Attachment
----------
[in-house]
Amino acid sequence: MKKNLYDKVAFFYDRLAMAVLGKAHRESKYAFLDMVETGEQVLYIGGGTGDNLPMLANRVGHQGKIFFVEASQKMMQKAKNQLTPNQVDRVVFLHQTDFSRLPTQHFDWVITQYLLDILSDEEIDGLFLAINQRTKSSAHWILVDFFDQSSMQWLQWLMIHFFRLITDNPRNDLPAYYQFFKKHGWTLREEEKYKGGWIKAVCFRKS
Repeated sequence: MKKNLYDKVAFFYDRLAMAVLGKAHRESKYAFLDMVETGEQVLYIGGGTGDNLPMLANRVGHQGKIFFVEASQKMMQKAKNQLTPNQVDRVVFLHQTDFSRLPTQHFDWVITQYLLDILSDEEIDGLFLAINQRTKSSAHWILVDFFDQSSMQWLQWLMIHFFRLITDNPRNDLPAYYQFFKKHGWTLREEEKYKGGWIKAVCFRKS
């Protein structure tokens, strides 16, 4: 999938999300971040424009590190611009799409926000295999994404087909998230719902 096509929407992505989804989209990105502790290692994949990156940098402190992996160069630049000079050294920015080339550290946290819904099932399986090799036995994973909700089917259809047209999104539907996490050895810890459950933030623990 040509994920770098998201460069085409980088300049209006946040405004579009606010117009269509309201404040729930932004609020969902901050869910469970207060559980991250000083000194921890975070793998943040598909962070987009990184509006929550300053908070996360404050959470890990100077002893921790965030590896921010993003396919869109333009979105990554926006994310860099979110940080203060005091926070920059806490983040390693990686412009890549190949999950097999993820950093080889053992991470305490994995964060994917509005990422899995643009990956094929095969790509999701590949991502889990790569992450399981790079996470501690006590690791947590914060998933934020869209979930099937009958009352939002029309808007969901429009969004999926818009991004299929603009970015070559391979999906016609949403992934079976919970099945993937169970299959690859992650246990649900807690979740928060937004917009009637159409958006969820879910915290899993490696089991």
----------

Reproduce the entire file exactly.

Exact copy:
[in-house]
Amino acid sequence: MKKNLYDKVAFFYDRLAMAVLGKAHRESKYAFLDMVETGEQVLYIGGGTGDNLPMLANRVGHQGKIFFVEASQKMMQKAKNQLTPNQVDRVVFLHQTDFSRLPTQHFDWVITQYLLDILSDEEIDGLFLAINQRTKSSAHWILVDFFDQSSMQWLQWLMIHFFRLITDNPRNDLPAYYQFFKKHGWTLREEEKYKGGWIKAVCFRKS
Repeated sequence: MKKNLYDKVAFFYDRLAMAVLGKAHRESKYAFLDMVETGEQVLYIGGGTGDNLPMLANRVGHQGKIFFVEASQKMMQKAKNQLTPNQVDRVVFLHQTDFSRLPTQHFDWVITQYLLDILSDEEIDGLFLAINQRTKSSAHWILVDFFDQSSMQWLQWLMIHFFRLITDNPRNDLPAYYQFFKKHGWTLREEEKYKGGWIKAVCFRKS
């Protein structure tokens, strides 16, 4: 999938999300971040424009590190611009799409926000295999994404087909998230719902 096509929407992505989804989209990105502790290692994949990156940098402190992996160069630049000079050294920015080339550290946290819904099932399986090799036995994973909700089917259809047209999104539907996490050895810890459950933030623990 040509994920770098998201460069085409980088300049209006946040405004579009606010117009269509309201404040729930932004609020969902901050869910469970207060559980991250000083000194921890975070793998943040598909962070987009990184509006929550300053908070996360404050959470890990100077002893921790965030590896921010993003396919869109333009979105990554926006994310860099979110940080203060005091926070920059806490983040390693990686412009890549190949999950097999993820950093080889053992991470305490994995964060994917509005990422899995643009990956094929095969790509999701590949991502889990790569992450399981790079996470501690006590690791947590914060998933934020869209979930099937009958009352939002029309808007969901429009969004999926818009991004299929603009970015070559391979999906016609949403992934079976919970099945993937169970299959690859992650246990649900807690979740928060937004917009009637159409958006969820879910915290899993490696089991």